HackSC 2019: 36 Hours of Hackers, Yoga and, yes, Puppies

Fedja Celebic | April 30, 2019

USC’s largest hackathon event fuses competition, inspiration and wellness

Emceed by USC alum Giovanni Moujaes, the opening ceremony outlined the 36 hours to come, as well as provide a platform for sponsors to explain their technologies and individual prizes. PHOTOS COURTESY of HackSC.

On April 12, 2019, HackSC’s capstone event had finally arrived.

At 9 am, the 13th floor penthouse at the California Market Center was barren and cold as Everest on a cloudy day. But by noon, the small yet passionate cohort of HackSC organizers had filled it with seating for 800 people, set up Internet and power for everyone to come, brought enough food and refreshments to nourish the inevitably hungry hackers for a full weekend, and decorated the rooms to breathe some Trojan life into them.

As busloads of hackers arrived from schools up-and-down the West Coast, many arriving students sat their belongings down and began initially brainstorming their upcoming projects. Others started early conversations with representatives and recruiters from HackSC’s numerous sponsors, and some took preliminary naps from travel exhaustion.

Emceed by USC alum Giovanni Moujaes, the opening ceremony outlined the 36 hours to come, as well as provide a platform for sponsors to explain their technologies and individual prizes.

The ceremony also hosted two distinguished guest speakers: Hemant Warudkar, CEO of Express Analytics, and USC Viterbi alum Eric Gradman, B.S. ’02, co-founder of the celebrated Two Bit Circus. Their speeches inspired the visiting hackers for the weekend to come and provided possible direction for a future in technology.

HackSC 2019 participants compete in the 36 hour hackathon.

After the ceremony concluded, it was time to get to work. There were team-building workshops to help those who may have arrived alone or in undersized groups, and additional blocks of time for hackers to talk with sponsors such as Facebook, Amazon Web Services, Google Cloud Services, and many more. Then, students could decide whether to build their products to particular qualifications for sponsor prizes, or they could apply to one of HackSC’s three verticals: entertainment, entrepreneurship, and travel. Each category was made to encourage hackers to solve a specific issue and give them direction, and also to offer catered prizes. The entertainment winners were eligible for an Oculus GO and EA game codes for each team member. Every member of a team that would win the entrepreneurship vertical would receive a $150 Amazon gift card, and the team would get to meet with and pitch to Okapi Ventures VC. Finally, the transportation vertical prizes were a Dragon Touch Camera and kit for each member of the team, tech travel backpacks, and tickets to Stockholm, Sweden to compete in a travel-centered hackathon.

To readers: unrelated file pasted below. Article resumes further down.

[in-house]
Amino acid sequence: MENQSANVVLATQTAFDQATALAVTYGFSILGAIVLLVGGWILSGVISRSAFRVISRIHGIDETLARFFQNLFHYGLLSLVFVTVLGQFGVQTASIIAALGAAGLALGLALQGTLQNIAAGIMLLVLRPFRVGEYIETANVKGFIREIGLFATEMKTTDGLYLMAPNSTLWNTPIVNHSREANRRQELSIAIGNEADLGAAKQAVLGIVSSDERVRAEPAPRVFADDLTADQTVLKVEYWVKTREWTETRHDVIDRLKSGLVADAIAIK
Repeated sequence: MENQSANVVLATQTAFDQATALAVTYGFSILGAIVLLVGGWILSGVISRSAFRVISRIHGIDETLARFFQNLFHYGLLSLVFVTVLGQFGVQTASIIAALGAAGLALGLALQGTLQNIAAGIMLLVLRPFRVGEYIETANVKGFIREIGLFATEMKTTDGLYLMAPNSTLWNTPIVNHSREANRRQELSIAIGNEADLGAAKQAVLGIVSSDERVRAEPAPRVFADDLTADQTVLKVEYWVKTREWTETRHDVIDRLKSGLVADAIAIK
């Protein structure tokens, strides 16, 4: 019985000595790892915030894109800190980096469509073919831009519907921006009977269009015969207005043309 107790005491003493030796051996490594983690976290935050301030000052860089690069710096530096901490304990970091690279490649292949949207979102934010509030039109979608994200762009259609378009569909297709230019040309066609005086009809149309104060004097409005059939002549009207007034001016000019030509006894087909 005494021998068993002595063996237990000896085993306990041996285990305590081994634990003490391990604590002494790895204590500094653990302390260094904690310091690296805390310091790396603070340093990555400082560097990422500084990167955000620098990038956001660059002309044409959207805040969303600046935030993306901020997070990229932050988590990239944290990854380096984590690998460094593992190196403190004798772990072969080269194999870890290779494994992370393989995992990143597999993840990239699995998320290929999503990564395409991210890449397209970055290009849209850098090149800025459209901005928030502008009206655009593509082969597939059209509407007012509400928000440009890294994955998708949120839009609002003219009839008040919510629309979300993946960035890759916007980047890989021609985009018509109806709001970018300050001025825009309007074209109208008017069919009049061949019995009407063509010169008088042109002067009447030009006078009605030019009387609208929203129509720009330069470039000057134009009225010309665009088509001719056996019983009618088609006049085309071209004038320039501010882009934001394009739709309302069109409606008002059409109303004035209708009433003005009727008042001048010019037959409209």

As the hours trickled away, hackers were equipped with the knowledge shared at sponsor workshops, as well as countless activities to help take their mind off the competition. HackSC 2019 hosted a Soylent pong tournament, sunrise yoga led by CorePower Yoga, a puppy pit to cuddle the stress away, an improv comedy workshop, cup stacking challenge, and perhaps the most popular leisure activity, a Nerf dart dodgeball tournament. The aim? To demonstrate that hackathons aren’t just places to stare at a screen, but to collaborate and have fun with one another.

HackSC 2019 hosted a puppy pit to cuddle the stress away. In addition, one of the hackathon’s three winners was Virtual Dog, a VR game in which the player can interact with a virtual dog.

As Sunday, April 14, rolled in, teams added the finishing touches to their projects and pitched to judges.

Entrepreneurship was won by a team whose app was a crisp and convenient alternative to Postmates for college students. Postmates can deliver almost anything, but it can’t bring your calculator to your class if you forget it. The app, Dormdash, connects students with each other to provide services only peers could offer each other, bridging campus-locked life with issues of the outside world.

The team who won the entertainment vertical did so with Virtual Dog, a VR game in which the player can interact with, unsurprisingly, a virtual dog. In just a weekend, the team of three was able to build a digital dog which responds to several voice commands, and with time, the team hopes to extend the project to offer a realistic alternative to those who may be unable to care for a live animal to have the benefits of canine companionship.

Last, but certainly not least, came the transportation category winners. Their impressive driving assistant app, Dash, analyzes road conditions in real time, uploading data such as roadside accidents to the cloud and adjusting navigation accordingly. After just one weekend, the team of college-aged students managed to create a viable competitor to many major navigation apps on the market.

With everyone leaving tired and proud, the HackSC organizers stayed behind to clean up the venue they set up less than two days before. With music as motivation and a camaraderie only made possible by weeks of stress and a weekend of sleeplessness and shared experience, the organizers almost made it back in time for the season premiere of “Game of Thrones.”

HackSC started this year with nothing but an idea and hopes for USC to hold a hackathon, and just four months into 2019, HackSC has become a new standard for what it means to hold a fun, fulfilling, successful hackathon.

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